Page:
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Re: [BKARTS] PVA: beware?

During the 1960's, the W.J. Barrow Research Laboratory
conducted a series of hallmark experiments starting with
the causes of deterioration of book papers and continuing
with the general study of other factors causing the deterioration
of books.

In 1965 he published the results of his studies of PVA in
"Permanence/Durability of the Book-IV, Polyvinyl Acetate
(PVA) Adhesives for use in Lbrary Bookbinding."

In it, he described in meticulous, but intelligible detail,
the procedures and equipment he devised to test
six commercial PVAs and eleven special formulations,
all intended to be used in hand bookbinding.

He also discussed a procedure for testing the acidity
of aged, dried products.

Among his conclusions were that (quoting) :

- Calcium carbonate and calcium acetate were used
  to buffer the undesirably low pH which is common
  to nearly all PVA adhesives. Heat-aging tests indicated
  that these additions increased the lasting qualities of
  the unstable formulations but had almost no effect on
  those of very high stability. However, these additions
  have the advantage of producing producing a near-
  neutral adhesive, suitable for use with paper of good
  lasting qualities.

- Other tests indicated that the acidic volatile decompo-
  sition products (acetic acid) resulting from the aging
  of PVA adhesives escape quickly into the atmosphere
  and that it is consequently doubtful whether damage
  will result to books to which these adhesives are

- The increased viscosity of PVA adhesive required
  for certain binding operations can be achieved by
  the addition of methyl cellulose without endangering
  the stability of the adhesive. Since methyl cellulose
  is of value only during application and since it
  does not increase either the stability or strength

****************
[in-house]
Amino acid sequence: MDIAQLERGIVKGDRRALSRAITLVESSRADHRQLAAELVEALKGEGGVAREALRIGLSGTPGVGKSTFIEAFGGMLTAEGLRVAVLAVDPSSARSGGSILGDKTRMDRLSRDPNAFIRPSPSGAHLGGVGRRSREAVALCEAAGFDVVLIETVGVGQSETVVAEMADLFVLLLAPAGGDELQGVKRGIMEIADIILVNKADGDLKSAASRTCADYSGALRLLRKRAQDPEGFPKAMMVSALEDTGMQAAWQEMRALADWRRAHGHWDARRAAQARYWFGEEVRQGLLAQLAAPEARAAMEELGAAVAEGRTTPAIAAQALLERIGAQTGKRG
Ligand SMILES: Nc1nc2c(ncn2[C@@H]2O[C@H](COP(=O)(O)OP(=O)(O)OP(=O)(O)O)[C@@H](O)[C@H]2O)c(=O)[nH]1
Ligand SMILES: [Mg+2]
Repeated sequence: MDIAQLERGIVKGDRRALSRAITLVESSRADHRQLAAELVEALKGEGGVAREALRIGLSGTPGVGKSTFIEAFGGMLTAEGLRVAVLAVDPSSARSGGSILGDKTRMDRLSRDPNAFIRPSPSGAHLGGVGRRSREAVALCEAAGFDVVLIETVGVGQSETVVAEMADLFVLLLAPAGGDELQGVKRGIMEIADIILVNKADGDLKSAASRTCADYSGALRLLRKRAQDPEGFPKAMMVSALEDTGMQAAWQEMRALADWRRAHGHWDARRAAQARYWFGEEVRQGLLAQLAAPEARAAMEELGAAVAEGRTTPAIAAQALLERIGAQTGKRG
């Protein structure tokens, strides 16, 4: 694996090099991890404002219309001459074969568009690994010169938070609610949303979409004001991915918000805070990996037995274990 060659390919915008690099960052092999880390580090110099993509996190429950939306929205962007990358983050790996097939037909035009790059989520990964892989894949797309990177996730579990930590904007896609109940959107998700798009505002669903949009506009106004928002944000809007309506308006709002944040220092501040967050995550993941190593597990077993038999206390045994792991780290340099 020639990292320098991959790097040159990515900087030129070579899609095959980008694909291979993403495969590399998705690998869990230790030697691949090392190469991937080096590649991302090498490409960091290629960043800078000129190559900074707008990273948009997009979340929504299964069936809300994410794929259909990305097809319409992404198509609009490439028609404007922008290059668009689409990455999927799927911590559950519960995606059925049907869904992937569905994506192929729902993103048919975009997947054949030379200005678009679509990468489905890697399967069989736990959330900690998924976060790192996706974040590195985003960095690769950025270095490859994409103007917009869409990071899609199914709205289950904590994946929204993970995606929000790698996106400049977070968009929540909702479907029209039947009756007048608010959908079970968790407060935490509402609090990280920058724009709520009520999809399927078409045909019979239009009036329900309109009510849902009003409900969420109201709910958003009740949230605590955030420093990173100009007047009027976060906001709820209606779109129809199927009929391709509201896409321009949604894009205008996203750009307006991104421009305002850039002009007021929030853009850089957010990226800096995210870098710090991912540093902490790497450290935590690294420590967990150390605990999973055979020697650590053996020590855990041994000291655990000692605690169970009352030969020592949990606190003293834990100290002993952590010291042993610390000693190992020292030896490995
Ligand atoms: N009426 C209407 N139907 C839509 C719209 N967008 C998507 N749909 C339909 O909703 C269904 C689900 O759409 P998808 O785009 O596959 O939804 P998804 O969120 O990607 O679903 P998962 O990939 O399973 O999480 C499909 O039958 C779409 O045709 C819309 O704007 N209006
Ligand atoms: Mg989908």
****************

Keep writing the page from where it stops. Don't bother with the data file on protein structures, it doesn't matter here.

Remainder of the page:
of the adhesive, it should be used sparingly,
  especially in the areas (e.g., the spine) requiring
  high flexibility for long periods of time.

- While in the absence of more natural-aging experience
  of PVA adhesives than is now (sic.) available it is
  hazardous to equate heat-aging with natural-aging, yet
  a conservative con­jecture suggests one day of heat-aging
  at 100° C. as the equiva­lent of 5 years of natural-aging.
  Presuming this to be the case, the very stable adhesives
  identified by the study may be expect­ed to have a longevity
  of not less than 450 years, which should qualify them, with
  respect to the characteristic of stability, for library use.

In his discussion of the aging characteristics of PVA
adhesives, he noted four principal mechanisms:

- Loss of plasticizer - causes embrittlement - can be
  accelerated at high temperatures (a storage consideration)

- Oxidation - causes embrittlement - typically accelerated by
  tackifying resins (such as some rosin derivatives)

- Polymerization - breaks down and causes embrittlement -
  accelerated by high temperatures (a storage consideration)

- Hydrolysis - occurs at moderately alkaline pH (even 8.0) and
  in very acidic conditions, causing loss of strength - may be
  an environmental concern.

I also note that the materials Barrow noted for their
"high degree of stability" and "remarkable performance"
had pH measurements ranging from 4.48 to 6.48 all of
which increased with heat aging.

Alan Shalette 

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